Protecting the Homeland - Guide to Homeland Secuity
Homeland Security & Emergency Preparedness
The Role of the Public & Local Law Enforcement
Every citizen of our country has a role they can play in protecting the homeland in post September 11th era. While the Federal Government is responsible for covert intelligence and the nation's overall response to a terrorist threat, each of us has a responsibility to have a heightened state of awareness as we go about our daily lives.
Across this nation, we are all part of communities. No one knows your neighborhood or your community like you do. No one knows better than you what is normal or routine for your place of business, or your school, church, the mall or the park that you frequent. Therefore, if you see something you know shouldn’t be there or someone’s behavior doesn’t seem right – say something.
Be aware of and report all suspicious activity to your Police Department such as:
- People in and around buildings who do not appear to be conducting legitimate business.
- People monitoring areas, buildings or entrances.
- Unauthorized people in restricted, sensitive or private areas.
- People requesting information with no apparent need for that information.
- People wearing clothing not consistent with the weather conditions.
- Abandoned parcels or other suspicious items left in unusual locations.
- Individuals or groups of individuals attempting to access utility locations (water, electrical, petroleum, telecommunications, information systems).
- Abandoned vehicles.
- Vehicles parked near buildings or public areas.
- Unexpected/Unfamiliar delivery trucks.
- Unfamiliar vehicles parked for long periods of time.
- Vehicles containing unusual or suspicious parcels or materials.
- Vehicles arriving and being left behind at odd hours.
- Substances leaking or spilling from vehicles.
Take steps to prevent criminal activity at your place of work by doing the following:
- Don't prop open building doors or windows. Correct these situations when you observe them.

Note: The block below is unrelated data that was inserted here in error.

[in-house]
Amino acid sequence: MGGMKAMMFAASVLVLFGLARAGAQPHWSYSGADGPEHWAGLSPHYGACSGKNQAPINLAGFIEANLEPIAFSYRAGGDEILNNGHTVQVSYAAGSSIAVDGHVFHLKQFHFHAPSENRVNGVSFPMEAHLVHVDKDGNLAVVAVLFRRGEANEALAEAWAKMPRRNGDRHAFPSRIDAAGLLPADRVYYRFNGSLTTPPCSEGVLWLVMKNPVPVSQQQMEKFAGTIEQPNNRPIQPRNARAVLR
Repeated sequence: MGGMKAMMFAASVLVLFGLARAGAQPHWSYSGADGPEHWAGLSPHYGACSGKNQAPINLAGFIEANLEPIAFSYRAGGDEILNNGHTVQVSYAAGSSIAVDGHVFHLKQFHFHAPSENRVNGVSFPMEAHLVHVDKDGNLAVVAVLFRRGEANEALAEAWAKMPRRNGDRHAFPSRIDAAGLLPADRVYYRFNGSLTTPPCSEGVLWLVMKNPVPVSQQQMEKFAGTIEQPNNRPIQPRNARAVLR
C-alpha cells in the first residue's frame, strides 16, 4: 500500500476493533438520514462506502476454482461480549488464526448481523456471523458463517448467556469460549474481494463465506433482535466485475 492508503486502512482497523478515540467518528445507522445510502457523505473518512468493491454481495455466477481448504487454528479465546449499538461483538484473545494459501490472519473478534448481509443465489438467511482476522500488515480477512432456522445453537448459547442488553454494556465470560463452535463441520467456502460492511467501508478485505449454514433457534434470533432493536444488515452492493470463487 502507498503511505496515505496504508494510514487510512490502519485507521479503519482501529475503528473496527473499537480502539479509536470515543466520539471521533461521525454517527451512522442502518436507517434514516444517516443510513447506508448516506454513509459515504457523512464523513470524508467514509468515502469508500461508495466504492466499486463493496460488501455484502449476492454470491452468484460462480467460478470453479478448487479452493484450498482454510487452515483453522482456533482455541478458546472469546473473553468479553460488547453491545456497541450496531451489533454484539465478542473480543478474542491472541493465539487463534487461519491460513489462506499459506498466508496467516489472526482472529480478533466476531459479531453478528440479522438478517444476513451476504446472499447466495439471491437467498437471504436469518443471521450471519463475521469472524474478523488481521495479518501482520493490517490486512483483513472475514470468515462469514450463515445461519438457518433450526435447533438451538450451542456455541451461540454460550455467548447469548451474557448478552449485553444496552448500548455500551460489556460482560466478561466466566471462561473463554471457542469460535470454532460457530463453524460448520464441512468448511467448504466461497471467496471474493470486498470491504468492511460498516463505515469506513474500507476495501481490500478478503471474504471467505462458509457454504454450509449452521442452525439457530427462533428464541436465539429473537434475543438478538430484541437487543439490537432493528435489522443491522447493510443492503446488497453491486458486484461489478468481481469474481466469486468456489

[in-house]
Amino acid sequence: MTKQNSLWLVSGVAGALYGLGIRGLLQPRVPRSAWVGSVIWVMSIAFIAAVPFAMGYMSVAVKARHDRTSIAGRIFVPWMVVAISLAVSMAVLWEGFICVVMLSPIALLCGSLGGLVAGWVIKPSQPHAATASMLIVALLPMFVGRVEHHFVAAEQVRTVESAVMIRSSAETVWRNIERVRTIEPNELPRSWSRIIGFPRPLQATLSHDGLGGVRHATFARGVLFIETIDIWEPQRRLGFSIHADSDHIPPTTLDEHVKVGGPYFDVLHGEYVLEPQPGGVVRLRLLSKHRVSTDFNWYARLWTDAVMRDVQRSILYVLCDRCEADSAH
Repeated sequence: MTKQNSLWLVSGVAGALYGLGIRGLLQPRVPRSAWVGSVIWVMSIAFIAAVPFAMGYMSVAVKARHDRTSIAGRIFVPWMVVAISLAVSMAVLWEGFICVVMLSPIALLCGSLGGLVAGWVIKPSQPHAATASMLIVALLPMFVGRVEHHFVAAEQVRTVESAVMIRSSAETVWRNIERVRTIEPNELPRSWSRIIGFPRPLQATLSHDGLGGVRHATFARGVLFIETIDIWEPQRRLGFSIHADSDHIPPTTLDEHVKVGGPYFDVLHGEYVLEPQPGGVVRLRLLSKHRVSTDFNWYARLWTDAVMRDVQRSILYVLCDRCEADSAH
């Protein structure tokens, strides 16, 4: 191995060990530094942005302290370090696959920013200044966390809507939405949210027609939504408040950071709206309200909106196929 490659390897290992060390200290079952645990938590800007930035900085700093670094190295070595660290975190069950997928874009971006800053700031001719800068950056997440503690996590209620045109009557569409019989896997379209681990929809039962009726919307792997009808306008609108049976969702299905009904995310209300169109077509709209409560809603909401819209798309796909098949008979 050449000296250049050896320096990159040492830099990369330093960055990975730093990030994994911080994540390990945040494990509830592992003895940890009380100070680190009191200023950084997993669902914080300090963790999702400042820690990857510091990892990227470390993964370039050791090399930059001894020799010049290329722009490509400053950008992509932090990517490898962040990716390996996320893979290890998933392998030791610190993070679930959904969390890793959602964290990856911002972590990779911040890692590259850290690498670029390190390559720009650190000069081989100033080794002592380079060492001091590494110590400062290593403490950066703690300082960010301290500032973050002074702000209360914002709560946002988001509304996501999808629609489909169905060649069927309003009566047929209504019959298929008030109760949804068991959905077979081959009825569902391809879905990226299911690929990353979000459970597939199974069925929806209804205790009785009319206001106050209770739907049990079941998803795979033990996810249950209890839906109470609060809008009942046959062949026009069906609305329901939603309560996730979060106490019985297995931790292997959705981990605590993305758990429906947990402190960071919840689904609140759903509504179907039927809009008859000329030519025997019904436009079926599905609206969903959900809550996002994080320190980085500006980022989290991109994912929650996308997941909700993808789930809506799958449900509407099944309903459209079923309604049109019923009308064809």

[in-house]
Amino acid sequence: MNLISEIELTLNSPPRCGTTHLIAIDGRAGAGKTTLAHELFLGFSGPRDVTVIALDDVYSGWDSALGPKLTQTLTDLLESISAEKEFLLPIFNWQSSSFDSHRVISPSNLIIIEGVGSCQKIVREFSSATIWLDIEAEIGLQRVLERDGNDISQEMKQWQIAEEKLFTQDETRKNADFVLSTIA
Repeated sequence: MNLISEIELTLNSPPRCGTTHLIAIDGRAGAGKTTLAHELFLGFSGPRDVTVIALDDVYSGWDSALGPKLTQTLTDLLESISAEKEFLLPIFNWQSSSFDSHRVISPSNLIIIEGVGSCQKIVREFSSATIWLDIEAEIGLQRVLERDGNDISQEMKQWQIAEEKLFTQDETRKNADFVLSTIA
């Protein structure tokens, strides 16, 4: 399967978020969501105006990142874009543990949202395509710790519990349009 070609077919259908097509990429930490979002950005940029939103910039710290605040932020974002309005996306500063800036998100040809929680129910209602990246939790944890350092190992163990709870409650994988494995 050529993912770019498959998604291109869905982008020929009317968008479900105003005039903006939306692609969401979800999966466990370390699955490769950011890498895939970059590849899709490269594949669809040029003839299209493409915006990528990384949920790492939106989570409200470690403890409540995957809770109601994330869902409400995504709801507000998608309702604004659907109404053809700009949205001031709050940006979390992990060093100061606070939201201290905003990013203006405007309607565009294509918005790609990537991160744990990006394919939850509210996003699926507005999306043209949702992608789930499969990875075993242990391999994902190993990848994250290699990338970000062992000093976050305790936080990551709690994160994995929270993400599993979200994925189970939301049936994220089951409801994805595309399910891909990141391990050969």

- Account for and secure your keys. Don't leave them unattended or give to unauthorized persons. Report lost keys to the Police Department.
- Account for and secure all sensitive material/information/deliveries when not able to attend to it.
- Secure all areas when not attended.
- Be aware of unfamiliar persons in your area.
- Protect access codes, combinations and swipe cards. Change codes regularly.
- Take time out to familiarize yourself with building evacuation routes.
- Report suspicious tampering with physical security (doors, locks. etc.)
- Talk with co-workers; know what is out-of-place (unclaimed items, etc.)
Report any suspicious activity to local law enforcement. Informed, alert communities play a critical role in keeping our nation safe. “If You See Something, Say Something®” (https://www.dhs.gov/see-something-say-something).
While terrorism and criminal acts are a critical component of the Chesterfield Police Department’s mission, the department also maintains an updated All Hazards Plan and regularly trains for handling various catastrophic emergencies, to include natural disasters, hazardous materials incidents, and airplane crashes, to name a few. The men and women of the Chesterfield Police Department are ready to respond to any incident within our community and we work closely with other local, state and federal first responders to protect our community.
For more information about Homeland Security and planning to protect yourself, visit the following Web sites:
Missouri Department of Homeland Security https://dps.mo.gov/dir/programs/ohs/
U.S. Department of Homeland Security
St. Louis County Office of Emergency Management